Assembly went without a hitch on the hardware side of things, but the software installation wasn’t quite as smooth.
It seemed that Gigabyte's Radeon HD 5830 cards weren’t happy with AMD's general-purpose Catalyst 10.4 drivers and required older release candidate drivers on the bundled driver CD to be properly detected by Windows. Fortunately, the new Catalyst 10.5 drivers were released during our testing, and these seem to work with the Gigabyte cards. So, we used the newer drivers for our benchmarks.
Even so, we did bump into a problem with one of our game tests, S.T.A.L.K.E.R.: Call of Pripyat. This benchmark simply will not run on this system with both Gigabyte Radeon HD 5830 graphics cards installed. Turning CrossFire off in the drivers helps, but the benchmark continues to crash until the second card is physically removed from the system. This isn’t something we’ve experienced with S.T.A.L.K.E.R.: Call of Pripyat in the past, so it’s a bit baffling.
After a little online investigation, we noticed that other people have problems with Gigabyte's Radeon HD 5830 and S.T.A.L.K.E.R.: Call of Pripyat as well. We hope it's a driver issue that can be worked out in the future.
Overclocking and Core Unlocking
Since our CPU comes from a generic Newegg order (it's not cherry-picked by the manufacturer), unlocking the fourth dormant CPU core is fair game for the purposes of this comparison. If successful, this will turn our Phenom II X3 CPU into a Phenom II X4, allowing the $1,000 system to be a lot more competitive in multi-threaded application benchmarks.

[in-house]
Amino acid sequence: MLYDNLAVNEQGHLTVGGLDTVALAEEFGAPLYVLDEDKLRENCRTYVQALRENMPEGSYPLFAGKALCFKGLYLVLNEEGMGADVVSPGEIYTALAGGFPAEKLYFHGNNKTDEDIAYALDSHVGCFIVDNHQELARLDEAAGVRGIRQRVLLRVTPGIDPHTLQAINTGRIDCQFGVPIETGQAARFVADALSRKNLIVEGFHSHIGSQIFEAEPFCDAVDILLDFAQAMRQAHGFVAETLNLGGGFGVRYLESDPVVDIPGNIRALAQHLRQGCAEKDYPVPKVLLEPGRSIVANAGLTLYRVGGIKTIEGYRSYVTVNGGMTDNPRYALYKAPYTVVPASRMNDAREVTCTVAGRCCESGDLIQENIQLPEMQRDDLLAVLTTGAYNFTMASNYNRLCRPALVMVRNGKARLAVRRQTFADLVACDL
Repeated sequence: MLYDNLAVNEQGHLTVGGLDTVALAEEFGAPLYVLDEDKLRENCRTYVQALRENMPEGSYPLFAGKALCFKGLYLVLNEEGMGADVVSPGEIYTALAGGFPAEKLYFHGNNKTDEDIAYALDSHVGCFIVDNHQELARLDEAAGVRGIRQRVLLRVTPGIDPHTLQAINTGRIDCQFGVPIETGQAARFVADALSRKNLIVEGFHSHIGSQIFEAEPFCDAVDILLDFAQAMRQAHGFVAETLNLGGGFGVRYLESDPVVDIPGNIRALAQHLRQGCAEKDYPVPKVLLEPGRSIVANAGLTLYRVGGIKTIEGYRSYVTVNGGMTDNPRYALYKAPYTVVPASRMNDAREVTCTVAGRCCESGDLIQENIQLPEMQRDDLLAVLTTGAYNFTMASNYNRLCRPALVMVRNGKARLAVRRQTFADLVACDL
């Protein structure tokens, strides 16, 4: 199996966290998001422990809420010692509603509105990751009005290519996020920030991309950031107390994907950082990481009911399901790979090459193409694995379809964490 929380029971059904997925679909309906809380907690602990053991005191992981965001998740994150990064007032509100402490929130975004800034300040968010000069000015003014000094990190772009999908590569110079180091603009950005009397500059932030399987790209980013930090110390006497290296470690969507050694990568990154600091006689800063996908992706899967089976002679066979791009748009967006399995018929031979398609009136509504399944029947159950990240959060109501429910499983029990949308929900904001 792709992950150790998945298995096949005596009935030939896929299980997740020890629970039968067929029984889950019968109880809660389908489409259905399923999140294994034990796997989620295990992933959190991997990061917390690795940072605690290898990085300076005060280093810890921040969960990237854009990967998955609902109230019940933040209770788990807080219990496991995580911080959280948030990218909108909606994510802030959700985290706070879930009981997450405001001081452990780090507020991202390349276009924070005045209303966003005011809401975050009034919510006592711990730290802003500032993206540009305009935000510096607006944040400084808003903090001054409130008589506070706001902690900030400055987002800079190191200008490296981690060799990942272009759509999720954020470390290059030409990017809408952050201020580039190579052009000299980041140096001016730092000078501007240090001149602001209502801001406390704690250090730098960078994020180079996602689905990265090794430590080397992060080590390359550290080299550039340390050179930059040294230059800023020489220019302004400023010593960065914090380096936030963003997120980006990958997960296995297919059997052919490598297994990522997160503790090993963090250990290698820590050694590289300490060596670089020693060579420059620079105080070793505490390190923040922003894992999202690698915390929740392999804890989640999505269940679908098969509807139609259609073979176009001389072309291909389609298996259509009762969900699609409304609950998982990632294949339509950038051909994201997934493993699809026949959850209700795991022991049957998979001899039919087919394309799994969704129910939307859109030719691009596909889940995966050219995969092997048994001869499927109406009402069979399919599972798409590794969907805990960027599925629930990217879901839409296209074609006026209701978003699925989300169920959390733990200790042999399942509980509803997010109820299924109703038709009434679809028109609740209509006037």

The MSI 790X-G45 motherboard allows core unlocking through a simple Unlock CPU Core option in the BIOS menu. Flicking the switch rewarded us with a fully functioning quad-core CPU, and after proving this with some tests, we moved onto overclocking.
It's hard to complain after modifying this sub-$100 CPU into a fully functional Phenom II X4, but our overclocking efforts didn’t pan out as well as we hoped. With the CPU voltage upped to 1.5V and the northbridge increased to 1.26V, our maximum overclock was 3,424 MHz. The unlocked multiplier didn't help us all that much in this case, and our highest overclock employed a 16x multiplier coupled with a 214 MHz bus speed.
While the overclocked CPU ran 624 MHz above the stock setting, our final result was only 24 MHz faster than a stock Phenom II X4 965. Then again, we're not sure any other sub-$100 CPU would have been a better choice. An Athlon II X3 440 might overclock a few hundred MHz higher, but might not core unlock at all, leaving us without that fat 6MB of L3 cache. As it is, we think this overclock will at least get us within arm's length of the stock $1,500 system's numbers from our last SBM.
Our Gigabyte Radeon HD 5830 graphics cards weren't particularly overclock-friendly in a CrossFire configuration, delivering a meek 20 MHz core overclock (820 MHz total) and a more respectable 100 MHz (1,100 MHz total/4,400 MHz effective) memory overclock. When we ran them independently, we managed to squeeze higher clock rates out of these cards (in the 875 MHz core/1,150 MHz memory range), but these higher clock speeds didn't work when the cards were paired up in CrossFire.
- System Builder Marathon: $1,000 Enthusiast System
- CPU, Motherboard, And Cooler
- Video Cards, Power Supply, And Case
- Memory, Hard Drive, And Optical Drive
- Assembly, Overclocking, And Core Unlocking
- Test System And Benchmarks
- Benchmark Results: Synthetics
- Benchmark Results: Media Encoding
- Benchmark Results: 2D And 3D Graphics
- Benchmark Results: Productivity
- Benchmark Results: Crysis And CoD: Modern Warfare 2
- Benchmark Results: DiRT 2 And S.T.A.K.L.E.R.: Call Of Pripyat
- Power And Temperature Benchmarks